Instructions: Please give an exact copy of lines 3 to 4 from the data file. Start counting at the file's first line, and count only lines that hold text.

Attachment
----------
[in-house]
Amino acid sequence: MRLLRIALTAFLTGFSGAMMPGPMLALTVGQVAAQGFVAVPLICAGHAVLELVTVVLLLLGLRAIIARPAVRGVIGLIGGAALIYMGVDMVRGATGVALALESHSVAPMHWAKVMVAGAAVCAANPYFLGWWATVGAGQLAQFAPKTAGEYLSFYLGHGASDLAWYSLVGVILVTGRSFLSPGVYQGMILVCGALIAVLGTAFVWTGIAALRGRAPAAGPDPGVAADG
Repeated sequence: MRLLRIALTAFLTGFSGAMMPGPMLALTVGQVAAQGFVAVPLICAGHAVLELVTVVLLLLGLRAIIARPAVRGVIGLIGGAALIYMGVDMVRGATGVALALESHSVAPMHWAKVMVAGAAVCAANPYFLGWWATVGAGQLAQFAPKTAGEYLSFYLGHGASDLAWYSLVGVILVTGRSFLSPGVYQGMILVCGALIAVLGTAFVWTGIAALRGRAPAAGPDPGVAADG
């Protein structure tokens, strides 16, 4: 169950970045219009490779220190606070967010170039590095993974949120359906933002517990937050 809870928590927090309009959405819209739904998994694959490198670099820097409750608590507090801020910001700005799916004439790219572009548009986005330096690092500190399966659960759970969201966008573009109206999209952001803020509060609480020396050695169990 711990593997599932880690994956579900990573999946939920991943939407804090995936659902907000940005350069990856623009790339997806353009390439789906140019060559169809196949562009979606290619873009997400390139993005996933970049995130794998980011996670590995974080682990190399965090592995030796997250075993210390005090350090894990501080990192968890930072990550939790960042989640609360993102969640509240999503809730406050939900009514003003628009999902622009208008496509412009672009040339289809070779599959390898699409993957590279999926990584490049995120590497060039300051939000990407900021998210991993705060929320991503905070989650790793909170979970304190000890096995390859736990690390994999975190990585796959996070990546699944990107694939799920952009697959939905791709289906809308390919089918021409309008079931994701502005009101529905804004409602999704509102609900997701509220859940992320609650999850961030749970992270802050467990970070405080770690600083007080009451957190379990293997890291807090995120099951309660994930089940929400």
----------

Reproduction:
Repeated sequence: MRLLRIALTAFLTGFSGAMMPGPMLALTVGQVAAQGFVAVPLICAGHAVLELVTVVLLLLGLRAIIARPAVRGVIGLIGGAALIYMGVDMVRGATGVALALESHSVAPMHWAKVMVAGAAVCAANPYFLGWWATVGAGQLAQFAPKTAGEYLSFYLGHGASDLAWYSLVGVILVTGRSFLSPGVYQGMILVCGALIAVLGTAFVWTGIAALRGRAPAAGPDPGVAADG
């Protein structure tokens, strides 16, 4: 169950970045219009490779220190606070967010170039590095993974949120359906933002517990937050 809870928590927090309009959405819209739904998994694959490198670099820097409750608590507090801020910001700005799916004439790219572009548009986005330096690092500190399966659960759970969201966008573009109206999209952001803020509060609480020396050695169990 711990593997599932880690994956579900990573999946939920991943939407804090995936659902907000940005350069990856623009790339997806353009390439789906140019060559169809196949562009979606290619873009997400390139993005996933970049995130794998980011996670590995974080682990190399965090592995030796997250075993210390005090350090894990501080990192968890930072990550939790960042989640609360993102969640509240999503809730406050939900009514003003628009999902622009208008496509412009672009040339289809070779599959390898699409993957590279999926990584490049995120590497060039300051939000990407900021998210991993705060929320991503905070989650790793909170979970304190000890096995390859736990690390994999975190990585796959996070990546699944990107694939799920952009697959939905791709289906809308390919089918021409309008079931994701502005009101529905804004409602999704509102609900997701509220859940992320609650999850961030749970992270802050467990970070405080770690600083007080009451957190379990293997890291807090995120099951309660994930089940929400």